Don’t read into GM “non-speak”. They have to meet with the media. Most of what they say are blanket statements, or so vague that it can be interpreted a million different ways. If they are looking “to improve every position on the club and get the best 53 players we possibly can”, that does NOT mean they are skeptical about Jarvis Landry’s ability.
He also included a couple of quotes from scouts, including:
On April 24, 2012, a former St. Louis/Los Angeles Rams scout, Russ Lande, gave an interview on ESPN’s Bob and Groz. Lande is now one of the few resident experts on smokescreens, as he is no longer a scout or NFL personnel, but coincidentally, a blogger and draft analyst for the Sporting News. Here is the radio segment in its entirety.
“Teams are constantly trying to [feed reporters and media bad information]. I mean, the perfect example, this morning, I got a text message from someone that works for a team saying, ‘Hey, just finished final meetings - if Michael Brockers is there, he is definitely our pick.’ No one’s going to tell anybody that! And clearly, I know this guy, and I consider him, not a friend but an acquaintance, and [Groz: And he’s using you!]... They all are!”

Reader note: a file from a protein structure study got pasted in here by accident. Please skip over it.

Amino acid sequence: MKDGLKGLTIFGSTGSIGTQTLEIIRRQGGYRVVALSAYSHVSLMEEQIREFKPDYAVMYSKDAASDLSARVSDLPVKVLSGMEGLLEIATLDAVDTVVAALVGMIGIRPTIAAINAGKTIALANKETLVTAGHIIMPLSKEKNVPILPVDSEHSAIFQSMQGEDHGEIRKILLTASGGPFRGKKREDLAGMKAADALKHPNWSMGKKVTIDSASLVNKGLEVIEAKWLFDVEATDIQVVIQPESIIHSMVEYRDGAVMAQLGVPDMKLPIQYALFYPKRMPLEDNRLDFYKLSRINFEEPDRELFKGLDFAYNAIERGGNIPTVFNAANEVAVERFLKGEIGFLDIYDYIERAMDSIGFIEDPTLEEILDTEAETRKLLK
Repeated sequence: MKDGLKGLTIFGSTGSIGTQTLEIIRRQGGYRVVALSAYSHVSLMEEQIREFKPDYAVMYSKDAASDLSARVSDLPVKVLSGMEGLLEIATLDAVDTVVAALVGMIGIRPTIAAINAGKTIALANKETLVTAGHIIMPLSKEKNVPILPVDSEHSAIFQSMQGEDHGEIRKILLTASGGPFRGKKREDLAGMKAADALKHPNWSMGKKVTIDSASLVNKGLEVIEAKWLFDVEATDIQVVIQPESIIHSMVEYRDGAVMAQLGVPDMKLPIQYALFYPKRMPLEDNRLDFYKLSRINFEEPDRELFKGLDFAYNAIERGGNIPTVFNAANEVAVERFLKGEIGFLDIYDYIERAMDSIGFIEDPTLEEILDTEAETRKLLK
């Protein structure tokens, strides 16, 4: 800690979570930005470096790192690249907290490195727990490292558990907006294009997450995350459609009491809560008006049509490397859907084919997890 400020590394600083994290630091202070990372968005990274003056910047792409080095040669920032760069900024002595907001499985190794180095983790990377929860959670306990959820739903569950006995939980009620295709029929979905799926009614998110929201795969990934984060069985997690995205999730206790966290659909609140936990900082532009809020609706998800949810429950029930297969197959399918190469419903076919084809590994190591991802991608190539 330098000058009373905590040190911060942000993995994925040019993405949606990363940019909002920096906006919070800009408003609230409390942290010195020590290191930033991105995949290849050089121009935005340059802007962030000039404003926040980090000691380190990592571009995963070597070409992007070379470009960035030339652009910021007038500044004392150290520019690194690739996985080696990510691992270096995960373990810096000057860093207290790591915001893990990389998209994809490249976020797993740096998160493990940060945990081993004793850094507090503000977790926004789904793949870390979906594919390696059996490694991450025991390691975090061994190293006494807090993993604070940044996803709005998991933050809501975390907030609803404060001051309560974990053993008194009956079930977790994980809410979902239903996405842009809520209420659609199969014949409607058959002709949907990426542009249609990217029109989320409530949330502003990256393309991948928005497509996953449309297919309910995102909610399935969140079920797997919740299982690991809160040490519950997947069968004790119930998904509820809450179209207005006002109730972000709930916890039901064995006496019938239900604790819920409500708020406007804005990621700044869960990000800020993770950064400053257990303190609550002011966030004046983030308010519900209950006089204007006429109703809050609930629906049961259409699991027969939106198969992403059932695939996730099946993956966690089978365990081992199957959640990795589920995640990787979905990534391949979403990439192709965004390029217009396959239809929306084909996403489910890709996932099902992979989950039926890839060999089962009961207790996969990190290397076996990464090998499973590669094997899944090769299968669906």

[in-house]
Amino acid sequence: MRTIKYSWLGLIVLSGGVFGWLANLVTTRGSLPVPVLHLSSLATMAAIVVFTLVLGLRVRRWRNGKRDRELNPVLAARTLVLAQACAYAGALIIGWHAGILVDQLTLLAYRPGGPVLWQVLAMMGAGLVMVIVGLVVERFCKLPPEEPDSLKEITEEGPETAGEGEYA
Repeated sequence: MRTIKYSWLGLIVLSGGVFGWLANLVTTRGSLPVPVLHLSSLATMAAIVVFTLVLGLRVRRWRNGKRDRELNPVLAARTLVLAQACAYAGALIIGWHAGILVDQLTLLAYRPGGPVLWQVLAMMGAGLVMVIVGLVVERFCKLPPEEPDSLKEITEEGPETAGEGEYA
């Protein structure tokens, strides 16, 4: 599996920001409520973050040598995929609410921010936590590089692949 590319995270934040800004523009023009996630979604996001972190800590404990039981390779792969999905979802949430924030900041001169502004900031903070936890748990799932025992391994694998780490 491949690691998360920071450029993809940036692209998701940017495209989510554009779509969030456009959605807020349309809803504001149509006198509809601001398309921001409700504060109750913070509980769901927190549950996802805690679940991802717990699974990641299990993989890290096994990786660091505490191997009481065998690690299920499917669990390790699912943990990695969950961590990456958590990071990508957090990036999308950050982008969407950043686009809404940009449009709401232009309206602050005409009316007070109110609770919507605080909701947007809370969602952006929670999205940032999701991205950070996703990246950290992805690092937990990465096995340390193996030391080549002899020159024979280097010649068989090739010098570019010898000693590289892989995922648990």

Continuing, he wrote:
When you think about it, the media probably cares very little that they’re getting played: they still get to generate clicks and traffic, despite the near certainty that the information is false. It’s really a win-win for both parties. Although fans complain about the limited scope and accuracy of national sports media publications, we still go right on clicking, hoping that we’ve stumbled upon an actual nugget of truth. But what intrigued me is that smokescreens can be leaked for other reasons, namely to save face in the age of “group think”:
“They do everything they can to get names out there. And, sometimes teams also put stuff in the press so if they want to take a guy higher than everybody projects him to go, they won’t get killed in the media because someone will put the name out there. That’s one of the rumors that everyone says about when the Chiefs took Tyson Jackson a few years ago, out of LSU, most teams had him as a 3rd, 4th rounder, a lot of people believed that the Chiefs put the word out there that he was an elite prospect so when they took him 3rd overall, they wouldn’t get a lot of backlash. Except, the fact that he’s been a flop now, now they can get punished for it.”
This year, Dolphins head coach Brian Flores discussed smokescreens, and trades, during his media availability at the NFL Scouting Combine. He explained, “I think it’s entirely too early to kind of talk about how aggressive – there’s a lot of smokescreens out there from trade this, trade that. We have some capital; but again, it’s not just one position. Not in this game. There’s 22 guys on the field at a time, so we’re trying to build a talented roster. Depth is important in this league as you know, and there are injuries every week, so we want to build as talented a roster as we can.”
We are definitely in that time of the year where the Dolphins - and every team - will be linked to every prospect at every position with every trade possibility explored. It is smokescreen season, and it is just getting started.